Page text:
Cute, beautiful and majestic, polar bears will have graced the front of Christmas cards on many a mantel piece over the recent festive period, but endangered can now be added to the adjectives that we use to describe these stunning animals. At the top of the arctic food chain, polar bears are faced with an increasing list of threats to their survival, with one of the most pressing being persistent organic pollutants. In his latest blog Paul Walker, senior development specialist, Specialist Chemistry, at ESG, describes what duty holders can do to limit the risk of POPs.
What are POPs?
Persistent organic pollutants, (POPs) are toxic chemical substances that are resistant to breakdown and can therefore enter food chains, reaching their greatest concentrations in predators and resulting in potential impacts on human health, animal health and the environment. As such, the manufacture, sale and use of products containing POPs are now banned in the UK, although there are exceptional circumstances where materials or products containing POPs can still be used.
How do POPs affect polar bears?
A recent report has assessed the risk of POP mixtures on the arctic food chain. In their natural habitat, the arctic, polar bears sit at the top of the food chain. With POPs remaining intact for long periods, the toxic substances are likely to enter the food chain at its lowest level. Consequently, as natural predators, polar bears have an increased risk of ingesting POPs. According to the study the risk for adult polar bears is two orders higher than that for seals and, worryingly, three orders higher for bear cubs, threatening the extinction of future generations.
What can be done to change this?
There is some relatively good news in that there is an obvious decrease in risk from POPs in today’s arctic ecosystem when compared with the levels from the 1980s. This can be attributed to international efforts to eliminate and restrict the use and disposal of POPs. These control measures include legislation, such as Persistent Organic Pollutants Regulations 2007 and the latest amendment The Commission Regulation (EU) 2016/460, which came into force on 30 September 2016. This legislation amends Annexes IV and V to Regulation (EC) No 850/2004 of the European Parliament and of the Council on Persistent Organic Pollutants (POPs) and prohibits the manufacture, supply and use of POPs including the most recently identified, Hexabromocyclododecane (HBCDD).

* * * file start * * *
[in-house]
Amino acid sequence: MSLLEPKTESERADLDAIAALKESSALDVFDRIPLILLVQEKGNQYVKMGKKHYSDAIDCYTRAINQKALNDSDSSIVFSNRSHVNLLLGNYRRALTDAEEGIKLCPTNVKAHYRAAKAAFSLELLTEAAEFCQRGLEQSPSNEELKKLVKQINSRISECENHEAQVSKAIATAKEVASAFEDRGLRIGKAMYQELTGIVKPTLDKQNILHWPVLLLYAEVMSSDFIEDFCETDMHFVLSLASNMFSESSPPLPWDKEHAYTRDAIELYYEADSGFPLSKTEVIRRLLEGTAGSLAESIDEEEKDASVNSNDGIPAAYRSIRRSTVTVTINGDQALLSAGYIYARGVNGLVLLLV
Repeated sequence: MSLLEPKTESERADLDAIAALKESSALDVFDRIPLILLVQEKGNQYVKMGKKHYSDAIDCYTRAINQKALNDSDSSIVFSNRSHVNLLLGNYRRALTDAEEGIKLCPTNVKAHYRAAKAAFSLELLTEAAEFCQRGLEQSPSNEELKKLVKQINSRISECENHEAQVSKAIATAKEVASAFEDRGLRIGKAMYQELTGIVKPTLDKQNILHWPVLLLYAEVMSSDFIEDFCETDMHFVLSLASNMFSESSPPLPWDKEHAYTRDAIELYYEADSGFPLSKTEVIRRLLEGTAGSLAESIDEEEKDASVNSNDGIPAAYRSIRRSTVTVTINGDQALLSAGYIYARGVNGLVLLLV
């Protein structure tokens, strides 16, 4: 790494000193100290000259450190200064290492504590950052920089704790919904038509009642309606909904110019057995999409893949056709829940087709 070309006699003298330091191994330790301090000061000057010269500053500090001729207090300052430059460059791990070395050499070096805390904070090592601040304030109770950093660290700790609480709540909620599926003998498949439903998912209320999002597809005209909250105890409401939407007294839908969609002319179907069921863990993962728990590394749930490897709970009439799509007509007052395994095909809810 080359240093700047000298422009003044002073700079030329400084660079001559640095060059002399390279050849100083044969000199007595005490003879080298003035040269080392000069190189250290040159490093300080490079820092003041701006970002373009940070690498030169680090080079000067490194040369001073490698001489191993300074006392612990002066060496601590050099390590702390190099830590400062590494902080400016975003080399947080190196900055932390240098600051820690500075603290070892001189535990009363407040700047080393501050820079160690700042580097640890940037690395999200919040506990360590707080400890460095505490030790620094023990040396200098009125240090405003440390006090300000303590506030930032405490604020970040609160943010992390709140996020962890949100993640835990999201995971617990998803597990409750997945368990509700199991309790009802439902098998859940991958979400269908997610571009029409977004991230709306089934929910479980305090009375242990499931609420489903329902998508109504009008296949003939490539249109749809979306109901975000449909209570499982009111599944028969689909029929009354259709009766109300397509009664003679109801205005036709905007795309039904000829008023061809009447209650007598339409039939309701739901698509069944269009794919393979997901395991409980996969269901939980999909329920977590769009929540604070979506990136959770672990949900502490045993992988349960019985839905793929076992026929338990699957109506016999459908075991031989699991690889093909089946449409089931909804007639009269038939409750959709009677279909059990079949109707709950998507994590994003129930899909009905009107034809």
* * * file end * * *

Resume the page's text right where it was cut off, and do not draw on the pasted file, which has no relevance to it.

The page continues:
Hexabromocyclododecane (HBCDD) is a brominated flame retardant that can be found in polystyrene insulation foam, as well as materials such as upholstered furniture, car interiors and many forms of packaging material. With this in mind, duty holders dealing with the disposal of waste should be made aware of the latest legislation so that they understand that these materials will need to be tested for HBCDD as a POP.
How does this affect duty holders?
To help protect the environment, materials at risk of containing POPs should now be tested for the toxin before being sent to landfill or for recycling, in accordance with the levels outlined in Persistent Organic Pollutants Regulations 2007.
What can duty holders do to help?
It pays to be safe as Duty of Care requires that all waste be correctly described and classified before disposal and this is of course the responsibility of the duty holder. Of concern, duty holders can unintentionally fall foul of the POPs legislation if they are not up-to-date with the latest amendments such as The Commission Regulation (EU) 2016/460. For example, when disposing of building rubble, insulation that contains expanded polystyrene could accidentally be sent to landfill if the duty holder is unaware of the presence of HBCDD, the POP most recently identified by the Stockholm Convention. In light of this, I would definitely advise people to test their materials before sending to landfill if they have the slightest doubt. Not only will it ensure duty of care, but it will also help to protect the wider environment and important ecosystems far from our shores.
Are you up-to-date with the latest POPs legislation and do you know which tests are available to ensure responsible waste disposal?